U.K.’s Next Government Must Act Fast to Regulate (and Retain) Crypto Firms

The U.K. election is July 4, and polls indicate a new Labour government is inevitable. The crypto ecosystem in the U.K. has grown steadily under various, almost exclusively Conservative, governments since the birth of Bitcoin 15 years ago. So what does this change in leadership spell for the future of crypto?

Laura Navaratnam is the U.K. policy lead for the Crypto Council for Innovation. The views expressed in this column are those of the author and do not necessarily reflect those of CoinDesk Inc. or its owners and affiliates.

Prior to the election announcement, the industry had grown accustomed to a government that, as of late, generally understood and supported crypto. In 2022, John Glen, the Economic Secretary to the Treasury (also known as the City Minister) pledged to make the U.K. a global hub for crypto-asset technologies. This vow was repeated by his successors Andrew Griffith in 2023 and, most recently, Bim Afolami, who has urged regulators to take care in policing the crypto industry to make sure its success isn’t “undermined.” Broad powers were introduced in the Financial Services and Markets Bill bringing stablecoins within the regulatory purview of the Financial Conduct Authority, and clarity on the treatment of staking was promised. Now, with Labour polling around 41%, we are days away from a wholesale change in 14 years of Tory leadership.

Labour published its manifesto two weeks ago. There were no references to digital assets or anything adjacent. More surprisingly, there was no reference to financial services entirely. We can only assume Labour has not developed a position on crypto and blockchain technologies – but this will need to change quickly. Fortunately, there are some areas where Labour could quickly make positive impacts without having to commit huge amounts of time or resources.

Finalize regulation on stablecoins. In order for regulators to consult on rules, the next government must lay the final legislative instrument to bring stablecoins within the regulatory perimeter. Based on previous promises that this would be done by the summer, the legislation is likely ready and waiting. The incoming Labour government needs to rely on its Treasury policy experts and pass this legislation.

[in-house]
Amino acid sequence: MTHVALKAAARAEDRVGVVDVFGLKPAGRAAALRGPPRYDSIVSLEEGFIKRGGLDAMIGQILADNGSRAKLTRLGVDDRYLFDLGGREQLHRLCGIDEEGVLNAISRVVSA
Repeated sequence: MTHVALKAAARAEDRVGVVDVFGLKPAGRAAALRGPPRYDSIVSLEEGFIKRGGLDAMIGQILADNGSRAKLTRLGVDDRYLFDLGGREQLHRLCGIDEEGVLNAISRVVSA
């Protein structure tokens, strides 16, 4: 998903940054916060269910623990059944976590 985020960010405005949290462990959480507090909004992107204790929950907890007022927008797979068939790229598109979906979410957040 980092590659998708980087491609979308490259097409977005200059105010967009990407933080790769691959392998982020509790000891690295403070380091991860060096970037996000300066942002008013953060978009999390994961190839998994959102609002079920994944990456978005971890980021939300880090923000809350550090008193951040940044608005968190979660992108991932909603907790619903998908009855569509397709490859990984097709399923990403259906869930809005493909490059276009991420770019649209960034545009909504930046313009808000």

Regulatory clarity on staking. Again, this is an area where the industry has been promised clarity. As staking is a fundamental activity which ensures the continued security and evolution of blockchain networks, where and how it might be captured by financial services regulation is crucial to understand and get right.

Guidance on financial promotions. The so-called FinProm rules have been effective for six months, and the territorial breadth combined with rigorous specificity is creating regulatory daisy chains across the industry, as firms with debatable relevance fall under its purview. It’s time to review the original policy intention and give the industry clarity on what is and isn’t in scope.

The digital assets ecosystem isn’t going away. Regulators globally understand that to maintain a competitive market, they must embrace Web3 and crypto assets, and introduce robust but proportionate regulatory regimes to manage the new reality.

Without swift and decisive action from the new government, the U.K. will fall from a global leader in innovation to a fast follower behind jurisdictions like the European Union and southeast Asia, where regulatory regimes are in place. Such concessions are hard, perhaps impossible, to claw back.

Edited by Marc Hochstein.

 

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